Tag Archive | Thunder Bay

The most significant thing I learned

Intelligent Black woman teaching class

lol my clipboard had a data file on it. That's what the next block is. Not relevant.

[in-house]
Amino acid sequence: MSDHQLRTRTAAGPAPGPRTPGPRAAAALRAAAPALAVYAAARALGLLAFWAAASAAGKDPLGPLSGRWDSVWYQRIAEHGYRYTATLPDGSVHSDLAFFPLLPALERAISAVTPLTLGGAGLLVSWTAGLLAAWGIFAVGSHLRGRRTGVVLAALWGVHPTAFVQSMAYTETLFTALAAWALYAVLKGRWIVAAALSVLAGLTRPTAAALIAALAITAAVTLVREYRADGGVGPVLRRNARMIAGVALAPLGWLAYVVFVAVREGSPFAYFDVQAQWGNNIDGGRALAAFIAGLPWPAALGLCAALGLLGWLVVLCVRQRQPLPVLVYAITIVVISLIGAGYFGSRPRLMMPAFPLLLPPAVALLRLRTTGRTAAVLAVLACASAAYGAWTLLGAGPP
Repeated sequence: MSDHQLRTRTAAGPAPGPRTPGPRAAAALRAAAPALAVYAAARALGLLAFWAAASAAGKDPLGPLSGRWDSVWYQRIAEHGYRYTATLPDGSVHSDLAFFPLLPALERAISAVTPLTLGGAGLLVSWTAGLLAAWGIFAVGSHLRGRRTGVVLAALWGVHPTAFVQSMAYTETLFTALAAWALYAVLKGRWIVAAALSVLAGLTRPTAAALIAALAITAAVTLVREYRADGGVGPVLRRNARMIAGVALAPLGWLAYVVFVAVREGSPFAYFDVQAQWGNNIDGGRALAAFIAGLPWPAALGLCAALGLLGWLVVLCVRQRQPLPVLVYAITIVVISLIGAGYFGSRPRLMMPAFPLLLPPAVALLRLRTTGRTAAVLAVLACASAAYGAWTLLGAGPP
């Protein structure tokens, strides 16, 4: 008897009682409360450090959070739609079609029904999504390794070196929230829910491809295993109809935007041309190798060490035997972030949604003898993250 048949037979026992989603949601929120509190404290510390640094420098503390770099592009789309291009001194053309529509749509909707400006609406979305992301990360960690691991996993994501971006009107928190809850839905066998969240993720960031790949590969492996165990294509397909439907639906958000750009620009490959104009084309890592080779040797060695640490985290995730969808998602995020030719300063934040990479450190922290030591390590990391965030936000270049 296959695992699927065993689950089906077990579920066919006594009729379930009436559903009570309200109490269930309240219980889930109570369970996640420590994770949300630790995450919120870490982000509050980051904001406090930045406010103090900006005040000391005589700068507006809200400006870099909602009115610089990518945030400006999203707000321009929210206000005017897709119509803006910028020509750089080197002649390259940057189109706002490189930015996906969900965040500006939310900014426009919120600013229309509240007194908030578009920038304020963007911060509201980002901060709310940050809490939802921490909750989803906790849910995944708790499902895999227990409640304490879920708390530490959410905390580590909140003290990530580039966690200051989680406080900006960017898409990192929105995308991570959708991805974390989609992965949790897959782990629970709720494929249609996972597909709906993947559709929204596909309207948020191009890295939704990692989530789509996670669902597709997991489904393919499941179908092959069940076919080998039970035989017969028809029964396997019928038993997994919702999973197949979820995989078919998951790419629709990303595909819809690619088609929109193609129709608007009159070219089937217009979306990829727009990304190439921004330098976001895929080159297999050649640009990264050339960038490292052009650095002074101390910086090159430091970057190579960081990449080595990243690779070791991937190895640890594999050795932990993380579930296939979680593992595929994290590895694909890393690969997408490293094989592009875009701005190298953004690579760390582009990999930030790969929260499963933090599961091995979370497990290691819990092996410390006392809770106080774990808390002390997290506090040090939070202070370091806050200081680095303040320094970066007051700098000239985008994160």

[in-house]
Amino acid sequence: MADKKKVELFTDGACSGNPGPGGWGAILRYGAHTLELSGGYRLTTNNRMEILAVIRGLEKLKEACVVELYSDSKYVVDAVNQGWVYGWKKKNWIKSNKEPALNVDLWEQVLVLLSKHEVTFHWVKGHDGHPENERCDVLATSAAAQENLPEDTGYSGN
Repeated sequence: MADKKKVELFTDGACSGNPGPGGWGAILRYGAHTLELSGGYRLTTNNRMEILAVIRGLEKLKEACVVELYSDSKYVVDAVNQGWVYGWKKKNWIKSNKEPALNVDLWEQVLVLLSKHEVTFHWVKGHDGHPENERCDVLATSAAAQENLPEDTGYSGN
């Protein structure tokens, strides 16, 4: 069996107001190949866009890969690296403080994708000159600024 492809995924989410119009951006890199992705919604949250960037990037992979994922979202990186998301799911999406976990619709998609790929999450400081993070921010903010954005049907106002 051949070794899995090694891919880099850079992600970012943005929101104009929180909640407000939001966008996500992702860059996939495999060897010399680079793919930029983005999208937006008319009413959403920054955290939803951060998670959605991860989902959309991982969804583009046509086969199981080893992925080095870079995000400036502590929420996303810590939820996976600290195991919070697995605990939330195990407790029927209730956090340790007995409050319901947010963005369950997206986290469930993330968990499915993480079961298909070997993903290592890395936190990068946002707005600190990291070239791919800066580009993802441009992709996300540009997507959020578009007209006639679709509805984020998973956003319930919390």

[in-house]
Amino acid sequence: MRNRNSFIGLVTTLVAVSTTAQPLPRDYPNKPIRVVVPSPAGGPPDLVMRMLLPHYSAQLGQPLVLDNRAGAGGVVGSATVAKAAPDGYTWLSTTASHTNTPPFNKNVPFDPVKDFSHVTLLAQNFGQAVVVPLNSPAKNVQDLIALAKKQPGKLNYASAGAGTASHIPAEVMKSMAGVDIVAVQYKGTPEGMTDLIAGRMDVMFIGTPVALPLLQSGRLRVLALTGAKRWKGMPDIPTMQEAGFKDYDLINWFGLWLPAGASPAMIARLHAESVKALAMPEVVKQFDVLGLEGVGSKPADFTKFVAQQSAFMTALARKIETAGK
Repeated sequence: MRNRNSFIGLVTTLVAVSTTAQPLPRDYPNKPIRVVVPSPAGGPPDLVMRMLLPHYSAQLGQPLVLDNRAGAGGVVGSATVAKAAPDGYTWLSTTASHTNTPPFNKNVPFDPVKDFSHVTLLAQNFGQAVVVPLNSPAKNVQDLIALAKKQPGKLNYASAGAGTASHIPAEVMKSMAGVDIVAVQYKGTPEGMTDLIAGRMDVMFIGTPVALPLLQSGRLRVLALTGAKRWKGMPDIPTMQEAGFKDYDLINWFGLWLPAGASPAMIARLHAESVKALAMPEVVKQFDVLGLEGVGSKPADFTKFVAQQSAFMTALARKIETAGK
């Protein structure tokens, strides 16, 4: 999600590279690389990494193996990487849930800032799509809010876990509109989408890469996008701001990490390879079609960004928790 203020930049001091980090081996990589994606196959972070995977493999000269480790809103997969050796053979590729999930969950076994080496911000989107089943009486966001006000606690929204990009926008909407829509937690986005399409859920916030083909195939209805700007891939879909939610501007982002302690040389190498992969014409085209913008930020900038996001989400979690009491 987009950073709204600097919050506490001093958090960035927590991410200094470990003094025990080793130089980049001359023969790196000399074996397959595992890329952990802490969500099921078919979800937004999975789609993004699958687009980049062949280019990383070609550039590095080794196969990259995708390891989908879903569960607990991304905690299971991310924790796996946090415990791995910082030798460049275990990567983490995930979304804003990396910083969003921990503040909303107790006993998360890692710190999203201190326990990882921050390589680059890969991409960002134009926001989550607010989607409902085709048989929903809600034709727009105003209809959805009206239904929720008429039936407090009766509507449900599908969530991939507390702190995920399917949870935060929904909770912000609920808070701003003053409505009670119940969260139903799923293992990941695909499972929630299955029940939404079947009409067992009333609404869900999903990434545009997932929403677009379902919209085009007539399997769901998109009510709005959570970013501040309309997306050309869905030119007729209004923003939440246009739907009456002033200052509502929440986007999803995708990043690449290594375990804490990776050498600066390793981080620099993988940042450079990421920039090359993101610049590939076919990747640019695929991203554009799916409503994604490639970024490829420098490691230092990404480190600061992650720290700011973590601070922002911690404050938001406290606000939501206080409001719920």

“Every woman on the planet, pretty or plain, heavy or thin, black, white, brown, yellow or red has love, comfort and companionship to offer some deserving man somewhere. I was taught by Quebecois parents that ugly was a character reference and that all people have something beautiful about them. I grew up in a very small town north of Thunder Bay, Ontario in Canada. I was ten years old and entering grade five in 1966. Our town was made up of European and First Nation people. Our new teacher was a Black woman originally from Alabama I believe and had gotten her teaching degree in Toronto where she had been living. She was the first black person any of us had ever seen besides on television. She was medium height, shaped a bit like Oprah, very pretty and stylish and had a throaty voice. She smelled like lillies. During recess she would walk up and down the rows putting paper on our desks and sing opera songs. I would stare at her through the open windows and wonder of her. Sometimes she would let me help her at recess and tell me stories about America. She was the first women other than my mother that I picked flowers for. I was shocked and disappointed when I returned for grade six and she had gone back to Toronto. Without intention she had opened me socially personally to the “others” that made up the world. If I could love a Black woman purely, as a boy, I could certainly love a Black woman with loves attendant delights as a man. It is the most significant thing I learned in grade school.”